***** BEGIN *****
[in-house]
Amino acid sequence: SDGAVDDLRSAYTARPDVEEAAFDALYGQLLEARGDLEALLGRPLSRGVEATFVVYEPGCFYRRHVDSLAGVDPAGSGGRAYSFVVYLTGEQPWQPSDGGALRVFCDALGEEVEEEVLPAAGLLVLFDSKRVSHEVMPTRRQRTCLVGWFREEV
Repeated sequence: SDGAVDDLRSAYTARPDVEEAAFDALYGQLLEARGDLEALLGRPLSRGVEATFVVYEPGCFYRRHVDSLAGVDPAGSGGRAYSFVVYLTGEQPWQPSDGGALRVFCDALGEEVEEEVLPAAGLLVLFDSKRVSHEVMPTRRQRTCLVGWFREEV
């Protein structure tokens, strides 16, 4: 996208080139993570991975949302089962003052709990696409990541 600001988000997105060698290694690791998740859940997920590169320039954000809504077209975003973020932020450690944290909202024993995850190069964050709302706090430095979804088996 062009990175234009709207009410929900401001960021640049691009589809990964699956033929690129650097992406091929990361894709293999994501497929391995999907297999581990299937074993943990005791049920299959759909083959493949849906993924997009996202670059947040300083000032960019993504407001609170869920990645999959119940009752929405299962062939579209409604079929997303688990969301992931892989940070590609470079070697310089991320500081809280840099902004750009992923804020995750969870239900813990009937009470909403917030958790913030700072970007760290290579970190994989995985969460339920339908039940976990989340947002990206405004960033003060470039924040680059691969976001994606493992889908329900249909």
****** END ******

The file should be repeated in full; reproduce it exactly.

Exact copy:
[in-house]
Amino acid sequence: SDGAVDDLRSAYTARPDVEEAAFDALYGQLLEARGDLEALLGRPLSRGVEATFVVYEPGCFYRRHVDSLAGVDPAGSGGRAYSFVVYLTGEQPWQPSDGGALRVFCDALGEEVEEEVLPAAGLLVLFDSKRVSHEVMPTRRQRTCLVGWFREEV
Repeated sequence: SDGAVDDLRSAYTARPDVEEAAFDALYGQLLEARGDLEALLGRPLSRGVEATFVVYEPGCFYRRHVDSLAGVDPAGSGGRAYSFVVYLTGEQPWQPSDGGALRVFCDALGEEVEEEVLPAAGLLVLFDSKRVSHEVMPTRRQRTCLVGWFREEV
């Protein structure tokens, strides 16, 4: 996208080139993570991975949302089962003052709990696409990541 600001988000997105060698290694690791998740859940997920590169320039954000809504077209975003973020932020450690944290909202024993995850190069964050709302706090430095979804088996 062009990175234009709207009410929900401001960021640049691009589809990964699956033929690129650097992406091929990361894709293999994501497929391995999907297999581990299937074993943990005791049920299959759909083959493949849906993924997009996202670059947040300083000032960019993504407001609170869920990645999959119940009752929405299962062939579209409604079929997303688990969301992931892989940070590609470079070697310089991320500081809280840099902004750009992923804020995750969870239900813990009937009470909403917030958790913030700072970007760290290579970190994989995985969460339920339908039940976990989340947002990206405004960033003060470039924040680059691969976001994606493992889908329900249909």